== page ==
Crafter Folds and Twists Dollars

Mount Vernon resident modifies origami folds with dollar bills and makes money go a long way.

Jo-Ann McBride makes money out of a little bit of money.

The 62-year-old Mount Vernon resident knows how to fold and twist dollar bills into all sorts of shapes: elephants, frogs, roses, hearts and animal figures. Her most challenging figure was a giraffe, but she figured it out. But McBride wanted to do more than just make interesting objects out of origami folds.

“I learned by trying and mimicking the folds shown on the Internet but I modified them,” McBride said.

Until five years ago McBride had always sent cards to her mother-in-law on birthdays or Mothers Day and included dollar bills with the cards. McBride wanted to find a more interesting and fun way to send money. She looked up “money” and the Internet and found a $20 bill in the shape of a heart. But McBride’s mother-in-law didn’t want to unfold it. So McBride sent her a heart made out of a one dollar bill which was never unfolded and spent.

 Now McBride makes hearts or stars out of dollar bills, and sometimes a quarter is tucked within the fold. McBride’s repertoire of folds includes a shirt with tie, an elephant, a dress.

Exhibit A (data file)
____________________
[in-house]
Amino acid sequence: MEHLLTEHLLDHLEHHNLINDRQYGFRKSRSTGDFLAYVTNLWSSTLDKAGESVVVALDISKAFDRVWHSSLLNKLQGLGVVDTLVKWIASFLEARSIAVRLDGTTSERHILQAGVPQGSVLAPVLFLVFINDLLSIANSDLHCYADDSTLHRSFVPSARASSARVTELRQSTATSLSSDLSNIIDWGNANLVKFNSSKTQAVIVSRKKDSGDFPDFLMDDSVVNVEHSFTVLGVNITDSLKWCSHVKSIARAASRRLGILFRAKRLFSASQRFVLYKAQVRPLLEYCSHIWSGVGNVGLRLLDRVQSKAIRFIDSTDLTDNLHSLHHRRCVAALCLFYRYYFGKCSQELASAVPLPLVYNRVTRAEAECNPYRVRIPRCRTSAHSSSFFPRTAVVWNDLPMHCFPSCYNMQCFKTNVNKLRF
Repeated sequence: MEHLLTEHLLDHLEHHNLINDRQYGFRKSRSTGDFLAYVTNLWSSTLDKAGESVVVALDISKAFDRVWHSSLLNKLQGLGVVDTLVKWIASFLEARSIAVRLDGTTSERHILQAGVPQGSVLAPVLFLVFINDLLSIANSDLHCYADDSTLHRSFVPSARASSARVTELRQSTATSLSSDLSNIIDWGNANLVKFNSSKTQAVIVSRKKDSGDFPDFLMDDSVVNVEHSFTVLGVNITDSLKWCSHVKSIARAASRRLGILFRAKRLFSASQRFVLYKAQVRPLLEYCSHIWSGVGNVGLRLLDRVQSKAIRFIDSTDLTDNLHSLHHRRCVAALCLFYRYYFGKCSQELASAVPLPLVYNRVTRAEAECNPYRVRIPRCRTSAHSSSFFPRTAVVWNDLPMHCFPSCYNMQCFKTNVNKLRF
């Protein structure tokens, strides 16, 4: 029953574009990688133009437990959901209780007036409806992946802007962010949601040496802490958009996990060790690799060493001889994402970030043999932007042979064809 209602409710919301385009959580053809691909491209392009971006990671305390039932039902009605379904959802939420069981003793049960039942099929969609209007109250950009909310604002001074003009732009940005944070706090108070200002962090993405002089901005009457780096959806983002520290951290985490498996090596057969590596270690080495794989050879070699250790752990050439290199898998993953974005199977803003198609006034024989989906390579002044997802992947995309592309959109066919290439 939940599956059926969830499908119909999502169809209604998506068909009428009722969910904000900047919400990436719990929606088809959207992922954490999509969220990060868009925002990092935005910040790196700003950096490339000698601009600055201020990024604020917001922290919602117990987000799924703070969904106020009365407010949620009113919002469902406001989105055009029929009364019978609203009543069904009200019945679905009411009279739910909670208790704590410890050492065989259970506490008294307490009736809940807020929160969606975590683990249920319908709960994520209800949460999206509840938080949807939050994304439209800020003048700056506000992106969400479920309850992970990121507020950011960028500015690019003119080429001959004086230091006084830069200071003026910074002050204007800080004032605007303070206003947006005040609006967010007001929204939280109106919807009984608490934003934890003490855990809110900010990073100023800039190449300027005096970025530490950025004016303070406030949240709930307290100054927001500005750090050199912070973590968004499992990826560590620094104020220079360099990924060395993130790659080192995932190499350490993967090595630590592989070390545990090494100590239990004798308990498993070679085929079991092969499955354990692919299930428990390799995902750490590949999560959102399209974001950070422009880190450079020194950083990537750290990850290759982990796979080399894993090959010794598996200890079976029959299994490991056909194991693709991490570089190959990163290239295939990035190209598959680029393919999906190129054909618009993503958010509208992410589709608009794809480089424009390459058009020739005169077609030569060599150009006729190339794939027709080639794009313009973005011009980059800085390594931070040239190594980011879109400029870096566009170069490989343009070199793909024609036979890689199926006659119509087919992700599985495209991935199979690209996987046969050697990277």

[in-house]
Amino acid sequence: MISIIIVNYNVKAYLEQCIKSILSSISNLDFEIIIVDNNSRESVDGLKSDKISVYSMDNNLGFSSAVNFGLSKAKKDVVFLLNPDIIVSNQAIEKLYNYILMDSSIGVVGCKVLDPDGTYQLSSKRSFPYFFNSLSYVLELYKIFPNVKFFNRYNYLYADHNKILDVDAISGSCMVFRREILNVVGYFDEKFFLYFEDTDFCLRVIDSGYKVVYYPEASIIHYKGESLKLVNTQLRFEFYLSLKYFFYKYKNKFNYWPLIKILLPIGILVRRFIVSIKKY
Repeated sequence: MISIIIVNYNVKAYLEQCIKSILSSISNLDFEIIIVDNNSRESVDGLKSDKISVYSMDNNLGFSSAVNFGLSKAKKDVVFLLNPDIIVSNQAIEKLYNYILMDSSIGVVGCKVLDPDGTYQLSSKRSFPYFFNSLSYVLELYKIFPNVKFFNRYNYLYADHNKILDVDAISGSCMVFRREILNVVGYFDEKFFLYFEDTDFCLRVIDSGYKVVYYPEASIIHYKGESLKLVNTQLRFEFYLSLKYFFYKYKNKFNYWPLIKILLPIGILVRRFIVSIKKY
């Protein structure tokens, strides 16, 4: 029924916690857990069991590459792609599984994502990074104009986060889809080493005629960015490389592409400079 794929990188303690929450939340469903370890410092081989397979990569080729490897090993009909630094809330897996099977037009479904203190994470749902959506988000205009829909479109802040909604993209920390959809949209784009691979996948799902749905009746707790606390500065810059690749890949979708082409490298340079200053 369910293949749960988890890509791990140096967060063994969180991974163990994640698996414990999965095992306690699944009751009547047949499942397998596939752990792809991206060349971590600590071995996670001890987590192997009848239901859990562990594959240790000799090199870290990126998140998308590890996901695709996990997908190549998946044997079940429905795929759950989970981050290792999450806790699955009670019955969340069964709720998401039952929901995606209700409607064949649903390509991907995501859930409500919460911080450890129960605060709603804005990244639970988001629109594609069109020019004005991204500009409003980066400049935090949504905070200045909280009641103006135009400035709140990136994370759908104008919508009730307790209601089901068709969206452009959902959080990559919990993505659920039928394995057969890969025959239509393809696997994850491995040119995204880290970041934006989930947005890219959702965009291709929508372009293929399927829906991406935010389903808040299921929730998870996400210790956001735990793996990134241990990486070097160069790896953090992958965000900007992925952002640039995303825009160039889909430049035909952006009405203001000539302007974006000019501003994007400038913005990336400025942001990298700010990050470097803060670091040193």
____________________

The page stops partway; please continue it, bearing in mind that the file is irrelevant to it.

McBride was once a computer programmer and is now a dedicated crafter. And her craft is labor intensive.

“I have about 55 unique folded shapes including a lot of hearts, which take the longest to do. But it is fun,” says McBride. “At first the heart took me two hours, 40 minutes to make, with 41 folds. Now I have it down to 22 minutes.”

Other crafters may crochet or quilt. McBride folds.

Whenever she is sitting down and she has a few minutes, her nimble fingers are folding and creating unique gifts.

McBride almost always uses the one dollar bill because people are reluctant to unfold and spend the dollar and prefer just to enjoy the gift as it was received. Gifts made out of 10- or 20-dollar bills are unfolded and spent. She uses dollar bills because they are made of fabric as well as paper, which is why you can wash dollar bills and they stay intact.

“After folding the dollar bill, I iron it, then put it in a book while it is still warm. Then I put a weight on the book, to press it. Often I’ll include a quarter in the folded shape. When I watched the video demonstration, I kept thinking of other ways to fold. It’s just a matter of having a little bit of a twisted mind,” McBride said with a chuckle. 

She calls her little plastic gift bags “Gift with a Twist” and always includes a poem. Her poems are happy, uplifting thoughts that bring a smile. For the past three years McBride has participated in local craft fairs.

McBride says she’s not in this for the money. So why does she do it?

“Doing this has many benefits. It keeps me sane. And I love it when people look at the small things I make and say WOW. When I’m folding, I can still watch television and not feel guilty because my fingers are busy.”

Then McBride adds, with a smile, “I consider it a dietary aid, because while I’m folding, I can’t eat. I can’t even snack. In a couple more years, I’ll lose 70 pounds.”








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